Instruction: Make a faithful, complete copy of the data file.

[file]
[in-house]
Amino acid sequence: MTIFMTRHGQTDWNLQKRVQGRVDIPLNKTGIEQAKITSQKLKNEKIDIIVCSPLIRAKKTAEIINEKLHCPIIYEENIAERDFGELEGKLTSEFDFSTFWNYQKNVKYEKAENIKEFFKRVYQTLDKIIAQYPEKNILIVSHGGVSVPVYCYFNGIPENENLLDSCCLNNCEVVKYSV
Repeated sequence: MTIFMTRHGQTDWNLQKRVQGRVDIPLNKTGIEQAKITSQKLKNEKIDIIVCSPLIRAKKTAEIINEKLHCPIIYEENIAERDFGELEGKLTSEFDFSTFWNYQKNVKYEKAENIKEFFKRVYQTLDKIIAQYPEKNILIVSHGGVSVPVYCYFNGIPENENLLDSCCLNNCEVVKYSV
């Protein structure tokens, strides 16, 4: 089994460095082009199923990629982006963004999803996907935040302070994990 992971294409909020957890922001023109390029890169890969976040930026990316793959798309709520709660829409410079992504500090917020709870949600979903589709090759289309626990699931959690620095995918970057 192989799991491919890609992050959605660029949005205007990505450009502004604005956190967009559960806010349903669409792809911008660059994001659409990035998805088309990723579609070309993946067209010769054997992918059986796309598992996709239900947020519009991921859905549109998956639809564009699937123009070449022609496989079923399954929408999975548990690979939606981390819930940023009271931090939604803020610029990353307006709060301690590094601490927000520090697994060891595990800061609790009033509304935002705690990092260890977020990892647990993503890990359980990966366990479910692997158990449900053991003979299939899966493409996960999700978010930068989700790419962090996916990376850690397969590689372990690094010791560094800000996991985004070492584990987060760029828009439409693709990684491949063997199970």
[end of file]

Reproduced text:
[in-house]
Amino acid sequence: MTIFMTRHGQTDWNLQKRVQGRVDIPLNKTGIEQAKITSQKLKNEKIDIIVCSPLIRAKKTAEIINEKLHCPIIYEENIAERDFGELEGKLTSEFDFSTFWNYQKNVKYEKAENIKEFFKRVYQTLDKIIAQYPEKNILIVSHGGVSVPVYCYFNGIPENENLLDSCCLNNCEVVKYSV
Repeated sequence: MTIFMTRHGQTDWNLQKRVQGRVDIPLNKTGIEQAKITSQKLKNEKIDIIVCSPLIRAKKTAEIINEKLHCPIIYEENIAERDFGELEGKLTSEFDFSTFWNYQKNVKYEKAENIKEFFKRVYQTLDKIIAQYPEKNILIVSHGGVSVPVYCYFNGIPENENLLDSCCLNNCEVVKYSV
């Protein structure tokens, strides 16, 4: 089994460095082009199923990629982006963004999803996907935040302070994990 992971294409909020957890922001023109390029890169890969976040930026990316793959798309709520709660829409410079992504500090917020709870949600979903589709090759289309626990699931959690620095995918970057 192989799991491919890609992050959605660029949005205007990505450009502004604005956190967009559960806010349903669409792809911008660059994001659409990035998805088309990723579609070309993946067209010769054997992918059986796309598992996709239900947020519009991921859905549109998956639809564009699937123009070449022609496989079923399954929408999975548990690979939606981390819930940023009271931090939604803020610029990353307006709060301690590094601490927000520090697994060891595990800061609790009033509304935002705690990092260890977020990892647990993503890990359980990966366990479910692997158990449900053991003979299939899966493409996960999700978010930068989700790419962090996916990376850690397969590689372990690094010791560094800000996991985004070492584990987060760029828009439409693709990684491949063997199970």